by Jill Richardson
Jill Richardson, who is the heart and soul of Lavidalocavore, meets Barbara Kowalcyk, the mom who lost her son to E. Coli (and was interviewed in Food Inc) -mb
There was one part of this week that was intensely emotional for me, and that was meeting Barbara Kowalcyk. If her name rings a bell, that’s because you saw her in Food Inc. She was the mother whose son went from perfectly healthy to dead in the span of a few days due to eating E. coli-tainted beef. When I saw Food Inc. I was newly grieving my brother’s death a few months before. Her story just hit me. When I used to see stories of tragedies like that, it made me sad but not overwhelmingly so. It just wasn’t even something I could comprehend in order to empathize with it. But now, now I get it.
So, while mingling with other attendees of the Consumers Union Activist Summit, I saw an attractive woman in a lime green top standing a few feet away from me. Upstairs, a crowd was watching Food Inc, which I was skipping because a) I’ve seen it twice and b) films give me migraines and Food Inc was worth the two migraines I already got from watching it but not a third one. I thought I had heard that Barbara was coming. And I was pretty sure that this woman in green standing near me was her. Continue reading
Pam Anderson, one of our regular contributors and the engine behind threemanycooks.com, joins her daughters in a video premiere. -mb
To celebrate Father’s Day, instead of our regular Sunday Supper column we’re offering the hugely popular (and very practical) How to Cook Everything iApp for just $1.99. This way Dad can pick whatever he wants for dinner–and make it too.
In honor of Father’s Day, the (best-selling, widely praised, and must-have) How To Cook Everything iApp is just $1.99 starting right about now through Sunday.
by Kerri Conan
Its name is herb. Tarragon to be exact. And when I saw this announcement of his (or is it her?) second appearance as an object of art, I thought “ugh.”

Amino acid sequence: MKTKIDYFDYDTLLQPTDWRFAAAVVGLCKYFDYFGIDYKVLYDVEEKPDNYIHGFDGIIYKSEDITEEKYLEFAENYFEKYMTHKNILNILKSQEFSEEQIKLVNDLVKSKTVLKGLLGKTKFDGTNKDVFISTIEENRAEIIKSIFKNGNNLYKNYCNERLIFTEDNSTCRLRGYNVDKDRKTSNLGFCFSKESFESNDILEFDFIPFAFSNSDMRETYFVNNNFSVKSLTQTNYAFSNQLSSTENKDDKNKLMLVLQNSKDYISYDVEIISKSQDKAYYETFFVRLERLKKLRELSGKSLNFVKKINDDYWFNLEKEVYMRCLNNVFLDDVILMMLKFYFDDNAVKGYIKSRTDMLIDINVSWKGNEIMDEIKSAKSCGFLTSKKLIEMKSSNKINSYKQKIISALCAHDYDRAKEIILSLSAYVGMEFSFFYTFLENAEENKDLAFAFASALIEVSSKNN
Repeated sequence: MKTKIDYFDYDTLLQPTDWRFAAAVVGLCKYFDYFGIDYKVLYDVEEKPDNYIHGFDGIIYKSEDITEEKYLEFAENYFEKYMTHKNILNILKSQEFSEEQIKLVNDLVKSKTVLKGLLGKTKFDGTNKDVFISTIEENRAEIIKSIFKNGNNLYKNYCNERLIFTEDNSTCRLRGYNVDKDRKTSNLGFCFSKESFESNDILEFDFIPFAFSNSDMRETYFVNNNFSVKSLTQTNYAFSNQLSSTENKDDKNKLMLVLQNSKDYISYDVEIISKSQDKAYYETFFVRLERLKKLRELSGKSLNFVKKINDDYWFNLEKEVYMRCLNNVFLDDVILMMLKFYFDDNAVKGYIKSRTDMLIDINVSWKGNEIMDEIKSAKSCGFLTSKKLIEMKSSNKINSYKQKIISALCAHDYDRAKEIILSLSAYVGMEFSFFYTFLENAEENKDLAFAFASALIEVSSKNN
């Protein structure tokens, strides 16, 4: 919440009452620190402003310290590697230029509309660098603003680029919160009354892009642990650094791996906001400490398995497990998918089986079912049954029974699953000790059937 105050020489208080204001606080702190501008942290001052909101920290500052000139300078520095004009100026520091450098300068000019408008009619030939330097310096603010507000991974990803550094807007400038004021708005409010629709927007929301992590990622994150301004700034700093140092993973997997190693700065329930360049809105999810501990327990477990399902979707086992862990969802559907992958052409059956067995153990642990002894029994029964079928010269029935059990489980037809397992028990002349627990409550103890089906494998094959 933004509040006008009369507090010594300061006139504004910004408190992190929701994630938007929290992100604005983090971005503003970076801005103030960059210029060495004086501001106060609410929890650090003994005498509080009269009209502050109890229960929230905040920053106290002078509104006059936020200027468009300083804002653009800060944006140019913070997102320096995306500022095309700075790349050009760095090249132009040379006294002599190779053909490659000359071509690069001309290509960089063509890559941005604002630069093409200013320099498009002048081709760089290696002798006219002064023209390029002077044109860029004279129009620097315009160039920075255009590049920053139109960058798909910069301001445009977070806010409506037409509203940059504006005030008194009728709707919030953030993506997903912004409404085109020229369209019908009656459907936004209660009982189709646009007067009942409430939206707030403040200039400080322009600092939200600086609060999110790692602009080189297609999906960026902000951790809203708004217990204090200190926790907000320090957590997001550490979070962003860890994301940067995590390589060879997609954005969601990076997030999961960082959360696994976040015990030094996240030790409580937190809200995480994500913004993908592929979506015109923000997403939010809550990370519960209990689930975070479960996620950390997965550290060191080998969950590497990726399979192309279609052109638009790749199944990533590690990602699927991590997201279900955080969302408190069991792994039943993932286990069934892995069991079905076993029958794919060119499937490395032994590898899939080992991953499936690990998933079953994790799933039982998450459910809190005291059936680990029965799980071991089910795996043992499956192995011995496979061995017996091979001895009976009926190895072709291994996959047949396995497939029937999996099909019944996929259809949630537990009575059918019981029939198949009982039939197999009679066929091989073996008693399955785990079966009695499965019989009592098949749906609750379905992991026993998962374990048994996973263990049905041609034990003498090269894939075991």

Talk about fetishizing. How about just eating the stuff? As raising, cooking, eating—and talking about—food becomes more popular, are we actually making it too precious and less approachable? Continue reading
by Daniel Meyer
(More of Daniel’s weekly adventures in cooking with kids. – mb)
On Tuesday we cooked zucchini boats and strawberry shortcake for ourselves. On Wednesday we cooked zucchini boats and strawberry shortcake for our parents. On Thursday we cooked zucchini boats and strawberry shortcake for our benefactors. I fear that cooking class may have just had its soft opening.
The repetition was a chance to practice our boat carving and biscuit making, and a welcome opportunity to explain to the kids that cooking is the delicate art of messing something up until it tastes good enough to eat for dinner – or, in this case, good enough to swallow in front of your mother.
by Paula Crossfield
On a recent Sunday afternoon in Greenpoint, Brooklyn, over a hundred people gathered at the 6000-square foot Eagle Street Rooftop Farm to talk about the farm’s newest addition: six laying hens.
The farmer, Annie Novak, put together a panel that included Bronx gardener Karen Washington, Owen Taylor from Just Food, and a thirteen year-old chicken enthusiast from Massachusetts named Orren Fox, who has twenty-seven hens and four ducks in Newburyport, 35 miles north of Boston. Last year, he started O’s Eggs, which sells eggs for $5 a dozen. Continue reading
In today’s mini, a little bit of prosciutto adds A LOT of flavor to Pasta with Spring Vegetables.
by Edward Schneider
A while ago, elsewhere, I wrote about fondant potatoes: cooked slowly in clarified butter so that they become golden-crisp on the outside and creamy inside. Just recently, I was staring at a bulb of fennel, trying to decide whether to slice it thin and serve it raw or to quarter it and braise it.
Another element of the same meal was to be potatoes of some sort, and it occurred to me that by using the fondant technique I might cook both in the same way, and indeed in the same pan. So I did, quartering the fennel and cooking it cut sides down, for just as long as the potatoes – more than an hour. See the linked post for instructions.